Atlantic Sea Duck Telemetry Studies Continue

Eider with a satellite transmitter - USGS

Eider with a satellite transmitter – USGS

Another season of migration has resulted in another round of data for the  telemetry studies conducted by the Sea Duck Joint Venture.  These ongoing studies continue to track annual migration patterns for four species of sea ducks (surf scoter, black scoter, white-winged scoter, long-tailed duck) in the Atlantic flyway and Great Lakes.

The study follows ducks to near-shore and off-shore habitats, maps the estimated length-of-stay during winter, then follows ducks back to the breeding and molting areas.  Study results will support a various goals in the North American Waterfowl Management plan and aid in policy development for wind turbine placement in areas such as Maine’s Penobscot Bay, Nantucket Sound, and coastal Rhode Island.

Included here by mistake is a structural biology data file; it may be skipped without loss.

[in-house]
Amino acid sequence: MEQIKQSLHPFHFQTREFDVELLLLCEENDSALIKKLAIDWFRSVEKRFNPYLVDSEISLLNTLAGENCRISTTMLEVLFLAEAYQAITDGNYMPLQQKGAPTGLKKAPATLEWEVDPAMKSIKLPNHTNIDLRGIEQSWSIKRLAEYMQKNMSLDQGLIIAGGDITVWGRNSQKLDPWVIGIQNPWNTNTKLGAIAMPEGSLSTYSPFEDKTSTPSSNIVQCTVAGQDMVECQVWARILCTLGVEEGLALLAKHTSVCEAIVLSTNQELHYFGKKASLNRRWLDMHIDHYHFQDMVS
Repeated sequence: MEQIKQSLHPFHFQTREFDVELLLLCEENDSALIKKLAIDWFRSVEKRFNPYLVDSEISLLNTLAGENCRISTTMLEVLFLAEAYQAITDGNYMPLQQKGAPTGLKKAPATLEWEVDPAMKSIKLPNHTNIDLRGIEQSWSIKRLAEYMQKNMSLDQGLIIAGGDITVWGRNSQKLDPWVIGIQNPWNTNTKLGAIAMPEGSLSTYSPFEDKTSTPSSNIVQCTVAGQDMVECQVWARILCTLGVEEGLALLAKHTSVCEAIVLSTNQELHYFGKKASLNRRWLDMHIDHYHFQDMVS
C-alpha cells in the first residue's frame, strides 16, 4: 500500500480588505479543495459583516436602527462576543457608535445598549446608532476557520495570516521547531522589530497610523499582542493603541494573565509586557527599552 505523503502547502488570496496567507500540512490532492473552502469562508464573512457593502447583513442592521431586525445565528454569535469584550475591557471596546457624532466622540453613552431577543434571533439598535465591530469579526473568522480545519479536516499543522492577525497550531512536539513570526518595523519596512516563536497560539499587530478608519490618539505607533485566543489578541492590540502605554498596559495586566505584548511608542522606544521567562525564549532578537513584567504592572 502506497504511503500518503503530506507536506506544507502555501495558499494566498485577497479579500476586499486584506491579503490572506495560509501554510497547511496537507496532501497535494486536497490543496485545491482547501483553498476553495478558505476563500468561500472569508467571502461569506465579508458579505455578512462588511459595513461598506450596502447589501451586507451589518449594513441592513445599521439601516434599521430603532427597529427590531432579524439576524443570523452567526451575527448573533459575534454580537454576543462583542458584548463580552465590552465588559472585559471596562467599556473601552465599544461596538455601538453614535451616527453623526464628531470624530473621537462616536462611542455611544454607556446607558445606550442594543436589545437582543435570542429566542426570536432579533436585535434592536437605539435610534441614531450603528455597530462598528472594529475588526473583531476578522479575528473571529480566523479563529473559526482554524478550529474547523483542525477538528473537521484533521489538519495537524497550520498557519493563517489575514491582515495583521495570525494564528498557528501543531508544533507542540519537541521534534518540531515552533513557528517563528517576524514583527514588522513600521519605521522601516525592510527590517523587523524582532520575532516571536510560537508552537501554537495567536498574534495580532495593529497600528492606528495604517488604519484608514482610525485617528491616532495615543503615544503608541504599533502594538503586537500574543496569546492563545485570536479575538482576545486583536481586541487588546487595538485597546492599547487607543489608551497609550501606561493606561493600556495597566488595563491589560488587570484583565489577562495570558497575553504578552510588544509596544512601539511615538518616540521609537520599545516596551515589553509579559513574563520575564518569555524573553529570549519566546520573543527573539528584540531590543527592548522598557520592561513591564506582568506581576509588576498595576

While the studies are vital waterfowl conservation and management the annual tracking data is a wonderful tool for sea duck and diver hunters to analyze annual migration trends.

In short, a little knowledge goes a long. If you are wondering where those ducks come from and where they go before they pass over your decoys then the telemetry studies at the Sea Duck Joint Venture website will help unravel that mystery. encourages our readers to visit the ongoing study results and migration maps at


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